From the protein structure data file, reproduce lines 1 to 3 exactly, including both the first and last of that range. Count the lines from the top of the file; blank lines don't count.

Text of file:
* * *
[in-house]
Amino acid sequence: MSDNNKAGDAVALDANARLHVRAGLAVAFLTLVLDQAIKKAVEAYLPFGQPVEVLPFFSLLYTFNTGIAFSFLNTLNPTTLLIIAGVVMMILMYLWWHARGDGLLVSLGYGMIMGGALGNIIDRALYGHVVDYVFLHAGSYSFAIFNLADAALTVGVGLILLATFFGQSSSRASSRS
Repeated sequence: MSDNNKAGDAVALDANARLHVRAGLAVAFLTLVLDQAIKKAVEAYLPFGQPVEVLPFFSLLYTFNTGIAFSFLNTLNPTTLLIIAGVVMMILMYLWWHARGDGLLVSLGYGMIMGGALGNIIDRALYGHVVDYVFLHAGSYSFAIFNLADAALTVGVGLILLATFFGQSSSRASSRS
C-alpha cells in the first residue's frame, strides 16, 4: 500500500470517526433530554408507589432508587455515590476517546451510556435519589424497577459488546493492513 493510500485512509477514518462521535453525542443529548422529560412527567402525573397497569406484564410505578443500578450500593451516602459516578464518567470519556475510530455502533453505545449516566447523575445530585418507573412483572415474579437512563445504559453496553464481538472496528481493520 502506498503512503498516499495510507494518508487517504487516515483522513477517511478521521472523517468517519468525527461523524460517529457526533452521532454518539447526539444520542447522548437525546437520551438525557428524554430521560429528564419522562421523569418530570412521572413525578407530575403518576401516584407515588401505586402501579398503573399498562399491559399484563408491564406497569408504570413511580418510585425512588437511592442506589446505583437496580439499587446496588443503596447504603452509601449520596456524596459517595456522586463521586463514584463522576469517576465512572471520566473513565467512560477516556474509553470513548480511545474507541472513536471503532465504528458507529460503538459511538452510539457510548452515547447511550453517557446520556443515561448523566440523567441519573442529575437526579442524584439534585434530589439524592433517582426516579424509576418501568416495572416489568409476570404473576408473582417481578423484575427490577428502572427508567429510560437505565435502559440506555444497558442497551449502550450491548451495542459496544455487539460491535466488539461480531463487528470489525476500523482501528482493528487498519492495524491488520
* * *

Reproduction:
[in-house]
Amino acid sequence: MSDNNKAGDAVALDANARLHVRAGLAVAFLTLVLDQAIKKAVEAYLPFGQPVEVLPFFSLLYTFNTGIAFSFLNTLNPTTLLIIAGVVMMILMYLWWHARGDGLLVSLGYGMIMGGALGNIIDRALYGHVVDYVFLHAGSYSFAIFNLADAALTVGVGLILLATFFGQSSSRASSRS
Repeated sequence: MSDNNKAGDAVALDANARLHVRAGLAVAFLTLVLDQAIKKAVEAYLPFGQPVEVLPFFSLLYTFNTGIAFSFLNTLNPTTLLIIAGVVMMILMYLWWHARGDGLLVSLGYGMIMGGALGNIIDRALYGHVVDYVFLHAGSYSFAIFNLADAALTVGVGLILLATFFGQSSSRASSRS